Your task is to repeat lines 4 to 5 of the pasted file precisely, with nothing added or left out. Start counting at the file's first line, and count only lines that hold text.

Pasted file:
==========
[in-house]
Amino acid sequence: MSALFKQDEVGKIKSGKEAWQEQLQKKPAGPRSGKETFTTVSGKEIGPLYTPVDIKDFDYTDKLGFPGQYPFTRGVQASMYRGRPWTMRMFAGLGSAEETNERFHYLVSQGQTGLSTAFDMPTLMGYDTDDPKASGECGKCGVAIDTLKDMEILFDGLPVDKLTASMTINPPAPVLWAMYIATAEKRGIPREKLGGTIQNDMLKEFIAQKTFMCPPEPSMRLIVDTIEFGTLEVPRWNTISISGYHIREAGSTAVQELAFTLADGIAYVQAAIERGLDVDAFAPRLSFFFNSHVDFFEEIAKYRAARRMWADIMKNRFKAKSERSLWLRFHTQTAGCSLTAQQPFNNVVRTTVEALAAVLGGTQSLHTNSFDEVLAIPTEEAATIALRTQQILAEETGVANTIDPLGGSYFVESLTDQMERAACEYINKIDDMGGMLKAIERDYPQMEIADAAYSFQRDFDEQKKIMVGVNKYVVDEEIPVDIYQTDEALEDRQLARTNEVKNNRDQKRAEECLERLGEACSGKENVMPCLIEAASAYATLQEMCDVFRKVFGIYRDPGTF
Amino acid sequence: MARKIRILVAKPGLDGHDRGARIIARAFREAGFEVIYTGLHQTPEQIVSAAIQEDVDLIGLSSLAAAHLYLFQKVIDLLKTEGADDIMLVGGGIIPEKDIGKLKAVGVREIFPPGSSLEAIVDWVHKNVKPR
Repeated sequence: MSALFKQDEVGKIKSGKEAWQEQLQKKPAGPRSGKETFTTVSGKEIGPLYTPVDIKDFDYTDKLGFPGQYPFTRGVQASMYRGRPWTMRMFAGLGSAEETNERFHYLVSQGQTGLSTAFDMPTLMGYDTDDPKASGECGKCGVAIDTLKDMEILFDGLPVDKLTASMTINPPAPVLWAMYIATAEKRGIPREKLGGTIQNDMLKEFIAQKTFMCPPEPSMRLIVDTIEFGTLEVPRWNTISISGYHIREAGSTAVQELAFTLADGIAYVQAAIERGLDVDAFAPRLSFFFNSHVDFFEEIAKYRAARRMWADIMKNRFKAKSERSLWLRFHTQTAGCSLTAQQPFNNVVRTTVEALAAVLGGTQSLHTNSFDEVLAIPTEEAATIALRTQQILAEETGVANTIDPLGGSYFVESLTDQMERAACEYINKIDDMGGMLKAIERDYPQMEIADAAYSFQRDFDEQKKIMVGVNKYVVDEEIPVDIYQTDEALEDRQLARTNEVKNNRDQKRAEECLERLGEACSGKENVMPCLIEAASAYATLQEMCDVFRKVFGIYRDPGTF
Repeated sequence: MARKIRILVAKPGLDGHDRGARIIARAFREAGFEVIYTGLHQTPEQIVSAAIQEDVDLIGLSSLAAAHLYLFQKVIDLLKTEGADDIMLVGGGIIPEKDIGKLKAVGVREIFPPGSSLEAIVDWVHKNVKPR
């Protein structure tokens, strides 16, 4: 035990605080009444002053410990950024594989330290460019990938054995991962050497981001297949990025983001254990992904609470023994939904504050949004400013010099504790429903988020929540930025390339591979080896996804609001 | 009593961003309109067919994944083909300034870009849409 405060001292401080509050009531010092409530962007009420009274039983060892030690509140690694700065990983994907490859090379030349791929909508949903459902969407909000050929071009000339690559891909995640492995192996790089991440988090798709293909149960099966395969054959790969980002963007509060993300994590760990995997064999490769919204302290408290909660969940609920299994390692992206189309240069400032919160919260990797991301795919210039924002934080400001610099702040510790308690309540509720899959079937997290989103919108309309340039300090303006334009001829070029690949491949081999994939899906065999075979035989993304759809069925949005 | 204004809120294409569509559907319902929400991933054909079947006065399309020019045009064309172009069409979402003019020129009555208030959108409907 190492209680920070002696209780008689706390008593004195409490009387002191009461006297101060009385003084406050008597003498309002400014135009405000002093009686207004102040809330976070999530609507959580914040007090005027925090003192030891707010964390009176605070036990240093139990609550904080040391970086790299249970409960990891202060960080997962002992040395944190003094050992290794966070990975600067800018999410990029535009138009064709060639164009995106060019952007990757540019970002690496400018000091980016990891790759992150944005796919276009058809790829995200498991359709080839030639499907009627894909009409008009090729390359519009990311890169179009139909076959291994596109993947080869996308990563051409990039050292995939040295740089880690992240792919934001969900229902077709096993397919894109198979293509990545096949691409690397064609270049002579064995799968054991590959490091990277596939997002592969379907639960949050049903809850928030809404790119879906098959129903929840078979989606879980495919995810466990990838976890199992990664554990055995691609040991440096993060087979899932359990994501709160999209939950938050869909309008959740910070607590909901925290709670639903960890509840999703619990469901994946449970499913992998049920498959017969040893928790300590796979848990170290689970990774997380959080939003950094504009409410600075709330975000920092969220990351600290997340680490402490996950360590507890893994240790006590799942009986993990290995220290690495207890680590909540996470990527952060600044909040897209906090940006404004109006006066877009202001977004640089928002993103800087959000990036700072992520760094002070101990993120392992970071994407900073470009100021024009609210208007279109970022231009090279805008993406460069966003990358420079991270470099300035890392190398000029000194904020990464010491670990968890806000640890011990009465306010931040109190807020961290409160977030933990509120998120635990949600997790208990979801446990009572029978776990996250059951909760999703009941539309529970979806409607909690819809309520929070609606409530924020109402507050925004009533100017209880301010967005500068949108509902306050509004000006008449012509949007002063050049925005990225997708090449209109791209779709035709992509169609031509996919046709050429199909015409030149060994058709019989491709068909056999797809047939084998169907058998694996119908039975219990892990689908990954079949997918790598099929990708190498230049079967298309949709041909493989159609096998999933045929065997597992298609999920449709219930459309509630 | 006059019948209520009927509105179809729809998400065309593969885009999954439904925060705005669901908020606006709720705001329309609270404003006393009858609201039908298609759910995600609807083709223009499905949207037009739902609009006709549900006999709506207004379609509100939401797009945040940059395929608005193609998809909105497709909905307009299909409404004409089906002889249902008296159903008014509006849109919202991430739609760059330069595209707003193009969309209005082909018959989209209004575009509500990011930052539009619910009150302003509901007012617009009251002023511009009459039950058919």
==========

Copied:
Repeated sequence: MSALFKQDEVGKIKSGKEAWQEQLQKKPAGPRSGKETFTTVSGKEIGPLYTPVDIKDFDYTDKLGFPGQYPFTRGVQASMYRGRPWTMRMFAGLGSAEETNERFHYLVSQGQTGLSTAFDMPTLMGYDTDDPKASGECGKCGVAIDTLKDMEILFDGLPVDKLTASMTINPPAPVLWAMYIATAEKRGIPREKLGGTIQNDMLKEFIAQKTFMCPPEPSMRLIVDTIEFGTLEVPRWNTISISGYHIREAGSTAVQELAFTLADGIAYVQAAIERGLDVDAFAPRLSFFFNSHVDFFEEIAKYRAARRMWADIMKNRFKAKSERSLWLRFHTQTAGCSLTAQQPFNNVVRTTVEALAAVLGGTQSLHTNSFDEVLAIPTEEAATIALRTQQILAEETGVANTIDPLGGSYFVESLTDQMERAACEYINKIDDMGGMLKAIERDYPQMEIADAAYSFQRDFDEQKKIMVGVNKYVVDEEIPVDIYQTDEALEDRQLARTNEVKNNRDQKRAEECLERLGEACSGKENVMPCLIEAASAYATLQEMCDVFRKVFGIYRDPGTF
Repeated sequence: MARKIRILVAKPGLDGHDRGARIIARAFREAGFEVIYTGLHQTPEQIVSAAIQEDVDLIGLSSLAAAHLYLFQKVIDLLKTEGADDIMLVGGGIIPEKDIGKLKAVGVREIFPPGSSLEAIVDWVHKNVKPR